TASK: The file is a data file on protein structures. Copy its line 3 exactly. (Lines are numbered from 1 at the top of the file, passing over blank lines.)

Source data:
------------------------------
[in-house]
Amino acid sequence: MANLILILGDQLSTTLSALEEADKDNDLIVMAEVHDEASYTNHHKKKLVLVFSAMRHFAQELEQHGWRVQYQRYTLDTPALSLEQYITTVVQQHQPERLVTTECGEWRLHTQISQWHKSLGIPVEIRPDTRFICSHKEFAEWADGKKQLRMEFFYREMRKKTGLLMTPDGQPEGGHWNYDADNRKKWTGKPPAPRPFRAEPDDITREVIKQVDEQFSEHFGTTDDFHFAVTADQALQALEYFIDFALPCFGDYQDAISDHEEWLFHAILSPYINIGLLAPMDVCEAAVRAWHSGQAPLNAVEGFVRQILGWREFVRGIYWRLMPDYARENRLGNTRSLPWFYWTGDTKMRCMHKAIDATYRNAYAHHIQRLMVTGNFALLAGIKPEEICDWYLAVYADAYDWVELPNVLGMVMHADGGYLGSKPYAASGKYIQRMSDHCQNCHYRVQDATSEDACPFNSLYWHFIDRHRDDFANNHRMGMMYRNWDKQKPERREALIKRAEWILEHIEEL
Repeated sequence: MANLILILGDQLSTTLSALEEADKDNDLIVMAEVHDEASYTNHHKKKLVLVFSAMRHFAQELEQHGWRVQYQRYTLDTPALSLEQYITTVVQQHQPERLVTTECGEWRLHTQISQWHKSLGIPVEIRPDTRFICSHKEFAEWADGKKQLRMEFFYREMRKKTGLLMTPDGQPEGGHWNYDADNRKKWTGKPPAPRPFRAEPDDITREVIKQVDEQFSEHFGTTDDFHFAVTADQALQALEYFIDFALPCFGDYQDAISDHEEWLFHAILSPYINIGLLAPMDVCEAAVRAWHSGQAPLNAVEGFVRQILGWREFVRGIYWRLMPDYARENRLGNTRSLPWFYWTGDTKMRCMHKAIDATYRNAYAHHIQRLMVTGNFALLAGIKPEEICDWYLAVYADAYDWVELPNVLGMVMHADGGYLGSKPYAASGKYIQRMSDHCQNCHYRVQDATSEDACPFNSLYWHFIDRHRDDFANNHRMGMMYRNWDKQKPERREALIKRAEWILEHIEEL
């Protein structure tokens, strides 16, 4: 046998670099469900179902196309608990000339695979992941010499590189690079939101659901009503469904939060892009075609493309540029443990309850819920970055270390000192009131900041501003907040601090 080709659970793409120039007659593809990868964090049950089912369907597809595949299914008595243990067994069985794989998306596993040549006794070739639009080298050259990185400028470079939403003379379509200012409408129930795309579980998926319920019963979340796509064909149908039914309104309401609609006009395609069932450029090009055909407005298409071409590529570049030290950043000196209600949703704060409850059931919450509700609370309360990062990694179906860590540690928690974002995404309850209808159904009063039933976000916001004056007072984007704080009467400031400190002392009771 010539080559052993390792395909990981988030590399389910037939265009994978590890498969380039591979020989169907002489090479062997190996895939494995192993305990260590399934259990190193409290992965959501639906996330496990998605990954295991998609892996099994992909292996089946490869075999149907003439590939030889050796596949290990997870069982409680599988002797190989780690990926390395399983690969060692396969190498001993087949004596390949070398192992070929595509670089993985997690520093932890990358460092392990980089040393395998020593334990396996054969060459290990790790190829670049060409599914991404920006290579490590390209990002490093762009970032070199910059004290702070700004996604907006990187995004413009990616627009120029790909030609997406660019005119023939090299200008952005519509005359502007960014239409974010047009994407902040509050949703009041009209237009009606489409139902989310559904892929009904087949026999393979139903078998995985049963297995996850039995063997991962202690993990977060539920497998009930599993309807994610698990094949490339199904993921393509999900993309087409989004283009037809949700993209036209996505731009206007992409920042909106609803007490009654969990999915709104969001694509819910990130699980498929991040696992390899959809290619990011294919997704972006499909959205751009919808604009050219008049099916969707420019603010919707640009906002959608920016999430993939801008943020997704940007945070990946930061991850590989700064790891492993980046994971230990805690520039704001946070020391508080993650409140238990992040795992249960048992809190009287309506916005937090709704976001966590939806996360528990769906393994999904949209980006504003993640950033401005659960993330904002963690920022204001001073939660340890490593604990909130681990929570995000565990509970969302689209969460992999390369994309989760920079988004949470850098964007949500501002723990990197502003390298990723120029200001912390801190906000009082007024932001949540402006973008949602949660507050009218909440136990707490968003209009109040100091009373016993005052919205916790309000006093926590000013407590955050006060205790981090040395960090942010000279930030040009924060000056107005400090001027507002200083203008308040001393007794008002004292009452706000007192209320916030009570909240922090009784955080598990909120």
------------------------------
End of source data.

Repeated sequence: MANLILILGDQLSTTLSALEEADKDNDLIVMAEVHDEASYTNHHKKKLVLVFSAMRHFAQELEQHGWRVQYQRYTLDTPALSLEQYITTVVQQHQPERLVTTECGEWRLHTQISQWHKSLGIPVEIRPDTRFICSHKEFAEWADGKKQLRMEFFYREMRKKTGLLMTPDGQPEGGHWNYDADNRKKWTGKPPAPRPFRAEPDDITREVIKQVDEQFSEHFGTTDDFHFAVTADQALQALEYFIDFALPCFGDYQDAISDHEEWLFHAILSPYINIGLLAPMDVCEAAVRAWHSGQAPLNAVEGFVRQILGWREFVRGIYWRLMPDYARENRLGNTRSLPWFYWTGDTKMRCMHKAIDATYRNAYAHHIQRLMVTGNFALLAGIKPEEICDWYLAVYADAYDWVELPNVLGMVMHADGGYLGSKPYAASGKYIQRMSDHCQNCHYRVQDATSEDACPFNSLYWHFIDRHRDDFANNHRMGMMYRNWDKQKPERREALIKRAEWILEHIEEL